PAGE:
One thing is very clear to me, we need a new paradigm in international advocacy and we need to start focusing more on these support issues. As the number of people living with cancer rises, the requirement for post diagnostic support also rises. Even those who are ‘stable’ need support. One thing is for sure, the shock effect of what people tell me never wears off because I know there are more shocking stories still to hear.
Thanks for reading
In my article ‘Ever wonder what caused your NET’, I concluded that currently, the only known scientifically explained causes for NETs were heredity/genetic in nature. This is mostly associated with those who have MEN syndromes (yes, they are a syndrome not a type of tumour) and a few other less common types of NET including Pheochomocytoma/Paraganglioma (Pheo/Para) and Medullary Thyroid Carcinoma (MTC) (the familial version of MTC is often referred to as FMTC). However, please note this does not mean that all those diagnosed with Pheo/Para and MTC will have any heredity or genetic conditions, many will simply be sporadic tumors.
In recent years, it has become increasingly apparent that a number of Neuroendocrine tumours arise as a result of germline genetic mutations and are inherited in an autosomal dominant pattern. The number of genes implicated is increasing.
Apparently, 5-10% of Gastroenteropancreatic NETs (GEP NETs) are estimated to have a hereditary background. Syndromes associated with these include Multiple Endocrine Neoplasia (MEN), Von Hippel Lindau (VHL), Neurofibromatosis Type 1 (NF1) and Tuberous Sclerosis (TS), each of which are briefly outlined in the above reference. People who have a genetic condition may present with the tumors (perhaps along with an associated hormonal syndrome) and so the genetic condition if there is one, may not be known at this point. Thus why I was interested in a paper published in Springer Link last week:
When should genetic testing be performed in patients with neuroendocrine tumours?
Crossref DOI link: https://doi.org/10.1007/s11154-017-9430-3
In this review, the authors examined the features which may lead a clinician to suspect that a patient may have an inherited cause of a NET and they outlined which underlying conditions should be suspected. They also discussed what type of screening may be appropriate in a variety of situations. If there is a way to identify which patients are likely to have a germline mutation, this would enable clinicians to counsel patients adequately about their future disease risk, and allows for earlier detection of at-risk patients through family screening. There’s a couple of minor errors in the text but I’ve contacted the authors.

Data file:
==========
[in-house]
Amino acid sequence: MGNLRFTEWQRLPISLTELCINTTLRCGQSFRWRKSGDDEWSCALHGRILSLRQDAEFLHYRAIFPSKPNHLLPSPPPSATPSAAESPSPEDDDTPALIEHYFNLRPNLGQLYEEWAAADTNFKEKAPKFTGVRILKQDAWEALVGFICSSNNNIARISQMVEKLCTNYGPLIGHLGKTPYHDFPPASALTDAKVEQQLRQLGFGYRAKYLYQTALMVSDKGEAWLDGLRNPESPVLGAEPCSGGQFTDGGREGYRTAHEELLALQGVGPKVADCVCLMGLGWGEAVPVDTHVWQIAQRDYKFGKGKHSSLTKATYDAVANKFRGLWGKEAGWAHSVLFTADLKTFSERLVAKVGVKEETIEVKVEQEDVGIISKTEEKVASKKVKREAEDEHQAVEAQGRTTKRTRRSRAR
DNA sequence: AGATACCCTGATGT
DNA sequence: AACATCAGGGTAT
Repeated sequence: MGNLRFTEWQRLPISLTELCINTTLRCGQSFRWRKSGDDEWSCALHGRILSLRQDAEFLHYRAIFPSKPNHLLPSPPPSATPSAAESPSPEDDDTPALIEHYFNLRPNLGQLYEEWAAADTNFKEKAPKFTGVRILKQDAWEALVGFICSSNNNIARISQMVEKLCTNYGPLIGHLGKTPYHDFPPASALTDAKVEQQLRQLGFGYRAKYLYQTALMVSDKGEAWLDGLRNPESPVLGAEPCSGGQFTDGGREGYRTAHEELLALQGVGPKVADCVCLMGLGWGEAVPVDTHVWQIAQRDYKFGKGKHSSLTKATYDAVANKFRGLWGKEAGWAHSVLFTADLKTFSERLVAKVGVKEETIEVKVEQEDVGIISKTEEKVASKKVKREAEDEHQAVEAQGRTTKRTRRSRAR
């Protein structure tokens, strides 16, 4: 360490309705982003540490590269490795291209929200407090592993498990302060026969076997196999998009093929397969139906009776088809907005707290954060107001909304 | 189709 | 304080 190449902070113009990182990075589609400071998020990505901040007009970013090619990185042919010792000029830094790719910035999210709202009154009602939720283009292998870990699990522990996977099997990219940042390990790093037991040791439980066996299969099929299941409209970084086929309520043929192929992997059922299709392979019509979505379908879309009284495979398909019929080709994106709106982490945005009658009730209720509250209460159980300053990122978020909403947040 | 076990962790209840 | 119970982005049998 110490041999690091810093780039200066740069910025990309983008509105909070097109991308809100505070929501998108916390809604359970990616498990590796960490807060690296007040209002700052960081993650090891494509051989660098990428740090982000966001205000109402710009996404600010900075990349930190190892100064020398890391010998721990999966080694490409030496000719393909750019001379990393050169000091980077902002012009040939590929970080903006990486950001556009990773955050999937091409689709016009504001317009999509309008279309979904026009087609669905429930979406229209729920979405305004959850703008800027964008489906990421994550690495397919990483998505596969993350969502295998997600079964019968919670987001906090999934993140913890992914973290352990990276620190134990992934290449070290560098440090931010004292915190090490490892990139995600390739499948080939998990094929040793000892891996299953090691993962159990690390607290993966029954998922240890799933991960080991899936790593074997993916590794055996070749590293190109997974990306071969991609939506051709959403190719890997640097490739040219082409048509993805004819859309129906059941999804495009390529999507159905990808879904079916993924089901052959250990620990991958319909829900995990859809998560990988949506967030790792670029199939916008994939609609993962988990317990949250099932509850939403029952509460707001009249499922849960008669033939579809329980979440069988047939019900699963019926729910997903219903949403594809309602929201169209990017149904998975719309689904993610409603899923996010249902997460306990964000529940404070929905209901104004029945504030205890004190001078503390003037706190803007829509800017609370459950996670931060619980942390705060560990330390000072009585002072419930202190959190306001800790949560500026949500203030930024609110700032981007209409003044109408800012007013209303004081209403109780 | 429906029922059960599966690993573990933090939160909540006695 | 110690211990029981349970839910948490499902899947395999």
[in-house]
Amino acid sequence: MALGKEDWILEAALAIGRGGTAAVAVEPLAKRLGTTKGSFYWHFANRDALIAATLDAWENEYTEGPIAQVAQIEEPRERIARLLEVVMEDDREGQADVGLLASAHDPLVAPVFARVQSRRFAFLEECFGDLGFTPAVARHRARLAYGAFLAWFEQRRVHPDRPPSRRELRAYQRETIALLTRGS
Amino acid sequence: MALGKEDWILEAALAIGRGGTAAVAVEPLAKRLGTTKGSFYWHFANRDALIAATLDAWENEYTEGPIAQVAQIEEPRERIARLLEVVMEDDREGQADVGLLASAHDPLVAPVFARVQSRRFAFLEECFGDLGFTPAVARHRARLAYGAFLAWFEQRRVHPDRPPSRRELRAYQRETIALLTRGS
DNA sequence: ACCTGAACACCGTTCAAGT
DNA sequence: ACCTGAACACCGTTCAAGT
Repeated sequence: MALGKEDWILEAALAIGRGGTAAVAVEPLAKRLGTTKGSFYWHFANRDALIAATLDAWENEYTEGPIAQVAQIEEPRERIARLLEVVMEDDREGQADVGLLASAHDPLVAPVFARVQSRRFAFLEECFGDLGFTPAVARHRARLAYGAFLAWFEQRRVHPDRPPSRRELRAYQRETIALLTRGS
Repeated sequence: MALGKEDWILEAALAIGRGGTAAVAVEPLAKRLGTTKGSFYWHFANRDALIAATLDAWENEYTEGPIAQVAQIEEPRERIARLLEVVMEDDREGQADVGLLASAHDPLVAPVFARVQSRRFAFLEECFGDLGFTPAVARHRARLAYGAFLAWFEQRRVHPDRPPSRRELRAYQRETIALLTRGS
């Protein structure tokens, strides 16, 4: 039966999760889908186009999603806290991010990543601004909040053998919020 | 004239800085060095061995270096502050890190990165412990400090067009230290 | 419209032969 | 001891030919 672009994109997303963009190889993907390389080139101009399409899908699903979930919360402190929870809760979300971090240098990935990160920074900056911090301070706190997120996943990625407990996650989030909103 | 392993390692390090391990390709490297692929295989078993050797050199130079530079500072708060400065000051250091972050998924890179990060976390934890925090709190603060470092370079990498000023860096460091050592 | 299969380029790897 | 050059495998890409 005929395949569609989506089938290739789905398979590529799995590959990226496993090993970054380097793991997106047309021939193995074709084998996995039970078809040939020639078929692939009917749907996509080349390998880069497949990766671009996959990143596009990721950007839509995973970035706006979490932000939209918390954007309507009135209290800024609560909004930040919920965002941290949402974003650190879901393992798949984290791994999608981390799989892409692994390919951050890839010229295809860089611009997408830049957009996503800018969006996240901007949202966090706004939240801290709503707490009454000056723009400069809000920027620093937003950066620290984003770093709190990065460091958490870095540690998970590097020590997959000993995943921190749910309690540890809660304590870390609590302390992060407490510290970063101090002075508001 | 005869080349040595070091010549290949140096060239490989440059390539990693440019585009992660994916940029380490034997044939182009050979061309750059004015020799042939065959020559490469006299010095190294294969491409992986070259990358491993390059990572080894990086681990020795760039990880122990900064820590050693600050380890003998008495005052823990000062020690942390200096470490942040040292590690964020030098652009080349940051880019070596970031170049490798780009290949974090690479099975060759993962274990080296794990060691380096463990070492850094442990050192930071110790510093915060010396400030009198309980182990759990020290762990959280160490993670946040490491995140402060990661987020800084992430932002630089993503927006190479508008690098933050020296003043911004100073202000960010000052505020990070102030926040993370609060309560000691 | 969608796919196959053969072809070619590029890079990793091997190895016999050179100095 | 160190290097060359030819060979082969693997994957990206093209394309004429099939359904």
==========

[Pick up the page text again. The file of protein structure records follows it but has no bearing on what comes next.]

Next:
The authors focused on presentations of NETs of the gastrointestinal system, chromaffin cell tumours (Pheochromocytoma and Paraganglioma) and Medullary Thyroid Carcinoma. Pituitary tumors (normally associated with MEN1), were not considered in scope for the review. Interesting, the review includes news of a move by endocrinologists to reclassify ‘Pituitary Adenomas’ as Pituitary NETs (PitNETs). Read the abstract here. This would appear to be in line with a gradual shift from the benign nomenclature associated with certain NETs to the ‘malignant’ potential of these type of tumors. The abbreviation is also in line with others, e.g. pNET, SiNET, etc. A useful reminder that we must stop using the term ‘Carcinoid‘ as this is regressing this extremely useful initiative to highlight the malignant potential of all NETs.
There also appears to be some linkage to the study looking at the possibility of familial Small Intestine NETs (SiNETs). You can read more about a US registered trial here (with apologies for use of the now defunct term ‘Carcinoid‘).
When should genetic testing be performed in patients with neuroendocrine tumours?
Crossref DOI link: https://doi.org/10.1007/s11154-017-9430-3